Sleeping Gibbon

Artist: Zhang Daqian 張大千 (China, 1899-1983) Signed as Liang Kai 梁楷 (late 12th-early 13th century)
Calligrapher: Superscription by Puru (China, 1896-1963)
Historical period(s)
Modern period, ca. 1934
Ink on paper
H x W (image): 163.7 x 67.1 cm (64 7/16 x 26 7/16 in)
Credit Line
Gift of Patricia Falk, from the collection of Mr. and Mrs. Myron S. Falk, Jr
Arthur M. Sackler Gallery
Accession Number
On View Location
Currently not on view

Hanging scroll

China, forgery, gibbon, Modern period (1912 - present), monkey, sleeping

To 1950
Mathias Komor (died 1984), New York acquired from the artist, to 1950 [1]

From 1950
Mr. and Mrs. Myron S. Falk, Jr., New York purchased from Mathias Komor in 1950 [2]

To 2002
Patricia Falk, New York by descent from Mr. and Mrs. Myron S. Falk, Jr., to 2002

From 2002
Arthur M. Sackler Gallery, given by Patricia Falk in 2002


[1] According to Provenance Remark 1 in the object record.

[2] See note 1.

Previous Owner(s) and Custodian(s)

Patricia Falk
Myron S. Falk, Jr. 1906-1992
Mathias Komor 1909-1984
Pauline Baerwald Falk 1910-2000


Sleeping Gibbon is an early forgery by Chang Dai-chien, one of China's most influential modern painters. He created Sleeping Gibbon around 1934, when he was relentlessly studying and imitating past masters to hone his own painting skill. Chang liked to test his success by occasionally trying to pass off his forgeries, and he also enjoyed the profits he could reap. He learned to fake physical damage to his paintings to complete their impression of antiquity; note the battered look of this hanging scroll--including the "aged" color of the paper, induced by the artist.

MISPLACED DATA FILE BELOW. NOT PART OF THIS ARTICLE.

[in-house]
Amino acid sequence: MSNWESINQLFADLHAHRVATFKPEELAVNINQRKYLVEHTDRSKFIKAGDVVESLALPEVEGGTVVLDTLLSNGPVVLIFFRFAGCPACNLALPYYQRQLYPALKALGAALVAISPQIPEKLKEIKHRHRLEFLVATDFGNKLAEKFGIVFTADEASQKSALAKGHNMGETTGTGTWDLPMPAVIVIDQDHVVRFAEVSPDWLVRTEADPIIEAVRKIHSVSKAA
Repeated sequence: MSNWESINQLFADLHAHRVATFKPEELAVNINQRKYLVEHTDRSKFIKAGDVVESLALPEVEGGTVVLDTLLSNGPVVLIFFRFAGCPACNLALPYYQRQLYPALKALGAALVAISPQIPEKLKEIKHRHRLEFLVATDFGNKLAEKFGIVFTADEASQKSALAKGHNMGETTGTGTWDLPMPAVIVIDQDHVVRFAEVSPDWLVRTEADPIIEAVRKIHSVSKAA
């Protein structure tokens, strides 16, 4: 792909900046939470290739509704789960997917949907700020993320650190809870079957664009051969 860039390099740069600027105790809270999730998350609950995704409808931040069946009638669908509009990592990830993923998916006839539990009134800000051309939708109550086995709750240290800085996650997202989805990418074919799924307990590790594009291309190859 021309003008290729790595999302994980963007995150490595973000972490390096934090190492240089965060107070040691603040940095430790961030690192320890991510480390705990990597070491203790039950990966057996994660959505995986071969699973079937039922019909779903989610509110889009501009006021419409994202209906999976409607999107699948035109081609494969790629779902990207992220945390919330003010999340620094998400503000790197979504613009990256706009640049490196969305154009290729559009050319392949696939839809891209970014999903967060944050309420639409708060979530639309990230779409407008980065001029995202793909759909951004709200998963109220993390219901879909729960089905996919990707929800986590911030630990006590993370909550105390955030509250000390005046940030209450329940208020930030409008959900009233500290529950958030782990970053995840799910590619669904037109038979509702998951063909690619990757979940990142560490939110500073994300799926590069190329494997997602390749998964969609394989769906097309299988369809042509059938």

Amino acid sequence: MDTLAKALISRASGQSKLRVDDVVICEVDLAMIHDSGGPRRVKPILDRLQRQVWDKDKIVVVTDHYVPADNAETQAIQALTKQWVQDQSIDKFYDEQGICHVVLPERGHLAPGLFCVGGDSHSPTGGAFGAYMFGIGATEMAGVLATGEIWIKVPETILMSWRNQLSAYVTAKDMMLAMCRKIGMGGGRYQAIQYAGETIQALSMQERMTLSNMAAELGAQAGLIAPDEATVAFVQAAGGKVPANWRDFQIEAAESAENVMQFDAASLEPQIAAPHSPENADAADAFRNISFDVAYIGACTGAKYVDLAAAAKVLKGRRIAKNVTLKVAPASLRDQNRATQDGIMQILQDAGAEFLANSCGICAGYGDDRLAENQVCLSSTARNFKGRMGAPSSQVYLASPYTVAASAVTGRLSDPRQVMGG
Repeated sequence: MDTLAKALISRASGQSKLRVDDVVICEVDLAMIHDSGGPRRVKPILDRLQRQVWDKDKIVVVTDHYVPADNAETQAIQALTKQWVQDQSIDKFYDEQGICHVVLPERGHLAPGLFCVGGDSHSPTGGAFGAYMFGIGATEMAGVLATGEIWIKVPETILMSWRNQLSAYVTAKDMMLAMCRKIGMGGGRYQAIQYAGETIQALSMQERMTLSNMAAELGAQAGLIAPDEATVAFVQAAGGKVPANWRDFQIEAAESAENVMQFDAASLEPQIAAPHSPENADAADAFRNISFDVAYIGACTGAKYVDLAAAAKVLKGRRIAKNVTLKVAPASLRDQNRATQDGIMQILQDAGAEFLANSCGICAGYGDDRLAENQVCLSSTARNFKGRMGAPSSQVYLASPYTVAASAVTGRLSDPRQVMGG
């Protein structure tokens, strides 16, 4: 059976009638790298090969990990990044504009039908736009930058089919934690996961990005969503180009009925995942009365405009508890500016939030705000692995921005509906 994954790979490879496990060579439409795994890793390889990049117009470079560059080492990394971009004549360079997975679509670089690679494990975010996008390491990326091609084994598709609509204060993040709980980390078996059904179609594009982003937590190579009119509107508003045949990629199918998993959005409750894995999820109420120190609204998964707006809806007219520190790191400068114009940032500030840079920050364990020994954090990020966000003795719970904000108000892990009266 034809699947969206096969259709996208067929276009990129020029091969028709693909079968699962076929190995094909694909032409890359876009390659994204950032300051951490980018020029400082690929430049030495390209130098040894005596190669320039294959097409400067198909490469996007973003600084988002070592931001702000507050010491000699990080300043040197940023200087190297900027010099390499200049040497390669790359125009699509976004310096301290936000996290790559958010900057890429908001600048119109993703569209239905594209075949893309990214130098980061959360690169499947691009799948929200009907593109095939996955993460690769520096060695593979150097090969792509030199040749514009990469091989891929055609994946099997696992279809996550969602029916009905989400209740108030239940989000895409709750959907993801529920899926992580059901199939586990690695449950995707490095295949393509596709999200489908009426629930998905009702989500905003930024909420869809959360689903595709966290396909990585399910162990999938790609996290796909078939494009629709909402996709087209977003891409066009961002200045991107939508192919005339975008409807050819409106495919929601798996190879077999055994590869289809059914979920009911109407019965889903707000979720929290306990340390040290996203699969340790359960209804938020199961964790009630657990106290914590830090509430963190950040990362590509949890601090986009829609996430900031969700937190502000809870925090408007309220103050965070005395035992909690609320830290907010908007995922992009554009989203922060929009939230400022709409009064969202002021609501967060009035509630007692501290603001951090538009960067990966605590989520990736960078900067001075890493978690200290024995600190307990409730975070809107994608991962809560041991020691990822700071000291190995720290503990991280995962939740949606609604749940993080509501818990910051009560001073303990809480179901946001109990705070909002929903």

Here, with a minimum of strokes, Chang Dai-chien brushed an image in a style associated with the Southern Song dynasty artist Liang Kai, whose signature he faked, as well. In fact, the brushwork is too loose for a genuine Liang Kai, but Chang knew how rare Liang's works were in China and banked on being able to get away with his sophisticated trickery. He cajoled his friend Puru to write a colophon (sometimes Puru authenticated Chang's forgeries knowingly, and sometimes unwittingly). Whichever the case here, Puru stated that Sleeping Gibbon was a masterpiece in Chang's personal collection of antiquities. When the scroll reached the market, buyers assumed it was an ancient gem Chang had parted with reluctantly. Chang Dai-chien made a second, nearly identical forgery of Sleeping Gibbon that entered the Honolulu Academy of Arts in 1956, before he admitted it was his work.

Published References
  • Fu Shen, Jan Stuart. Challenging the Past: The Paintings of Chang Dai-Chien. Exh. cat. Washington and Seattle. cat. 11, 12, pp. 116-119.
Collection Area(s)
Chinese Art
Web Resources
Whistler's Neighborhood
Google Cultural Institute
SI Usage Statement

Usage Conditions Apply

There are restrictions for re-using this image. For more information, visit the Smithsonian's Terms of Use page.

The information presented on this website may be revised and updated at any time as ongoing research progresses or as otherwise warranted. Pending any such revisions and updates, information on this site may be incomplete or inaccurate or may contain typographical errors. Neither the Smithsonian nor its regents, officers, employees, or agents make any representations about the accuracy, reliability, completeness, or timeliness of the information on the site. Use this site and the information provided on it subject to your own judgment. The Freer Gallery of Art and Arthur M. Sackler Gallery welcome information that would augment or clarify the ownership history of objects in their collections.